I am not sure exactly when or how the idea came to me. I really enjoy church hymns. Some time back the idea of recording them myself came to me, and it has been itching ever since. The time is ripe to begin.
To what end do I make these recordings? I guess I have several goals
- Fun. I really enjoy singing hymns. This gives me an opportunity to sing both bass and tenor (at least so well as I can), whenever I feel like doing it.
- Learning. I hope to learn to be a better singer, a better recording engineer, and pianist. I also hope to learn more about the hymns, the various hymnals produced by different churches and the composers.
- Teaching. I hope that the work I am doing will be useful to others. These recordings can be used to get a general idea of what the hymns should sound like. I also intend to make the recordings available with the four parts, as well as recordings of the individual parts, providing an easy way for people to learn the individual parts.
- Collaboration. I am interested in sharing and learning. If you have suggestions about how I can improve the singing, the recording, the engineering, or anything else to make these songs better, please let me know. And whatever advice I can provide, I will be happy to share. Furthermore, if there is a hymn that you are anxious to hear, drop me a line. As previously mentioned, I am working primarily with the Episcopal Hymnal of 1982, but if you have requests for hymns from other sources, I will be happy to give them a look. Suggestions and requests can both be provided in the form of comments to the posts.
Before I tell you about our first recording, I'll give you a little insight into our recording arrangements. They are likely to change with time, but here's how we are set up at the moment:
- GarageBand 3 - primary recording software.
- MacBook Intel 2GHz 2GB RAM and iMac 1.25GHz G4 768MB RAM, both with OSX 10.5. The MacBook is my wife's computer, so I try to leave it alone. However, I need to use it for the piano recording, due to its portability.
- PreSonus FP10 audio Interface
- Sure SM58 Mic (1)
- Sure SM57 Mic (1)
- Peavey PVM 22 Mic (1)
- Behringer XM8500 Mic (4)
- Yamaha YDP-223 digital piano
- Washburn D24SI acoustic guitar with after-market thinline pickup
Now on to the meat - my wife and I did our first recording for this project last night. I'll give you my first bit of wisdom right now - it isn't as easy to make a good recording as it looks.
I recorded the piano through the RCA outputs on the piano to the built-in sound card on the MacBook. As you will soon discover, I am no pianist. So I recorded it several times, until I got a mostly clean pass of a whole verse. I took that good recording and copied it 5 times, and that was it for piano.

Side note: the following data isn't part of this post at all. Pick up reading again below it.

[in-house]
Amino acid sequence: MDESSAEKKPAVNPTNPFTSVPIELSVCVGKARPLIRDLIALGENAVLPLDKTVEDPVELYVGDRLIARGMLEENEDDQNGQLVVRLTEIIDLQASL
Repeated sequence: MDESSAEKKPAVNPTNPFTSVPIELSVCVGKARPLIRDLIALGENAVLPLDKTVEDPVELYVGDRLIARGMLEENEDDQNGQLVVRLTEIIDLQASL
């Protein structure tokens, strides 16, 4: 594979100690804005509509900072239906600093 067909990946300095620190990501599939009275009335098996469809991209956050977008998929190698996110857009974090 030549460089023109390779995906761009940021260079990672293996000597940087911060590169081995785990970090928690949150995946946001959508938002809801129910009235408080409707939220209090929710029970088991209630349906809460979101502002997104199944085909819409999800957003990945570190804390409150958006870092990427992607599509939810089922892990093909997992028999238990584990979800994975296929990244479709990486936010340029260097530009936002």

Next I had Patti sing the soprano line. She knew the melody, so that was easy enough. Next she did the alto line. She had to practice that a little, but that wasn't too hard, either. Then I recorded the bass and tenor lines.
All vocals were recorded with the SM58.
At this point, I thought we were pretty well done. Until I listened. I realized that this is a little trickier than I expected. First, we were not consistent about pronunciation and enunciation of our words. Second, we were not consistent in our timing. One voice would end a phrase earlier than another. Still, as amateurish as the performance was, it sounded basically okay. I did a quick balancing of volumes for the parts, then exported to mp3.
It wasn't until today that I listened to the mp3 on the stereo. Today I have a new respect for what sound engineers do. While the original sound was okay on tiny little speakers, it wasn't great. But on the decent speakers in the living room, the sound was a disaster. Yikes. It sounded like it was being played through a wool blanket.
I've made a number of changes to the recording to try to spruce it up. And we fully intend to re-record the thing anyhow. But I'm posting the original so I can document this journey from the beginning. So I present to you, the first go of Hymn 479, Glory Be to Jesus.
Words: Italian, 18th Century; translation Edward Caswall (1814-1879)
Music: Wem in Leidenstagen, Friedrich Filitz (1804-1860)
Key: F Major
Tempo 112 beats per minute
Recorded 8 April 2008 in Paige, Texas
Piano: Stephen Brown
Soprano: Patti Brown
Alto: Patti Brown
Tenor: Stephen Brown
Bass: Stephen Brown
Feel free to provide any feedback you may have, and check back soon to listen to us grow.